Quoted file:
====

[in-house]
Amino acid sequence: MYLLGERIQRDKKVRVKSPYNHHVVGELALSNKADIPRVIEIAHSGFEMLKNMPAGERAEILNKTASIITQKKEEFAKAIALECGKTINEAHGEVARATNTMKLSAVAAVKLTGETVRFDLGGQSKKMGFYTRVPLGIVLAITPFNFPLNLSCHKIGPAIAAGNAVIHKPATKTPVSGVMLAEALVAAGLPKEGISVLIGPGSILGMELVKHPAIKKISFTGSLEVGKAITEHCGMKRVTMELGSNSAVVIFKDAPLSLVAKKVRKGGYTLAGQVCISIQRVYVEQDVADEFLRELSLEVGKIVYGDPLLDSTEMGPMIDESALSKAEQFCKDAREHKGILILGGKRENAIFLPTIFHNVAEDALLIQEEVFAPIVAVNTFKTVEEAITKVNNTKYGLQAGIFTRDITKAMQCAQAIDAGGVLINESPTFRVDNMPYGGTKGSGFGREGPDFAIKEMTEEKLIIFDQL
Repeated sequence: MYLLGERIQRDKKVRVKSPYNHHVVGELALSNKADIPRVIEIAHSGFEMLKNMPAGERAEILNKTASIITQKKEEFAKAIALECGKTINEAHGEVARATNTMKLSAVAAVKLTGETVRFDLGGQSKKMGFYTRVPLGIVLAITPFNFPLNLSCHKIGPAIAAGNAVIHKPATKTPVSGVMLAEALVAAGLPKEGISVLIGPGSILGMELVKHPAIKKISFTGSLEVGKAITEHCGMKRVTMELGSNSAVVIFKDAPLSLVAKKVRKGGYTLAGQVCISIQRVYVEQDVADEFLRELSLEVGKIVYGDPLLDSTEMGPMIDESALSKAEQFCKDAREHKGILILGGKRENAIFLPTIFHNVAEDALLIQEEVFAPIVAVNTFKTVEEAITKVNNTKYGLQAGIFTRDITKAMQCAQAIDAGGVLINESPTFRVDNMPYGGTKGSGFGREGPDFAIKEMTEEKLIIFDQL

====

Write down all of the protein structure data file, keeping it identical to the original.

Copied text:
[in-house]
Amino acid sequence: MYLLGERIQRDKKVRVKSPYNHHVVGELALSNKADIPRVIEIAHSGFEMLKNMPAGERAEILNKTASIITQKKEEFAKAIALECGKTINEAHGEVARATNTMKLSAVAAVKLTGETVRFDLGGQSKKMGFYTRVPLGIVLAITPFNFPLNLSCHKIGPAIAAGNAVIHKPATKTPVSGVMLAEALVAAGLPKEGISVLIGPGSILGMELVKHPAIKKISFTGSLEVGKAITEHCGMKRVTMELGSNSAVVIFKDAPLSLVAKKVRKGGYTLAGQVCISIQRVYVEQDVADEFLRELSLEVGKIVYGDPLLDSTEMGPMIDESALSKAEQFCKDAREHKGILILGGKRENAIFLPTIFHNVAEDALLIQEEVFAPIVAVNTFKTVEEAITKVNNTKYGLQAGIFTRDITKAMQCAQAIDAGGVLINESPTFRVDNMPYGGTKGSGFGREGPDFAIKEMTEEKLIIFDQL
Repeated sequence: MYLLGERIQRDKKVRVKSPYNHHVVGELALSNKADIPRVIEIAHSGFEMLKNMPAGERAEILNKTASIITQKKEEFAKAIALECGKTINEAHGEVARATNTMKLSAVAAVKLTGETVRFDLGGQSKKMGFYTRVPLGIVLAITPFNFPLNLSCHKIGPAIAAGNAVIHKPATKTPVSGVMLAEALVAAGLPKEGISVLIGPGSILGMELVKHPAIKKISFTGSLEVGKAITEHCGMKRVTMELGSNSAVVIFKDAPLSLVAKKVRKGGYTLAGQVCISIQRVYVEQDVADEFLRELSLEVGKIVYGDPLLDSTEMGPMIDESALSKAEQFCKDAREHKGILILGGKRENAIFLPTIFHNVAEDALLIQEEVFAPIVAVNTFKTVEEAITKVNNTKYGLQAGIFTRDITKAMQCAQAIDAGGVLINESPTFRVDNMPYGGTKGSGFGREGPDFAIKEMTEEKLIIFDQL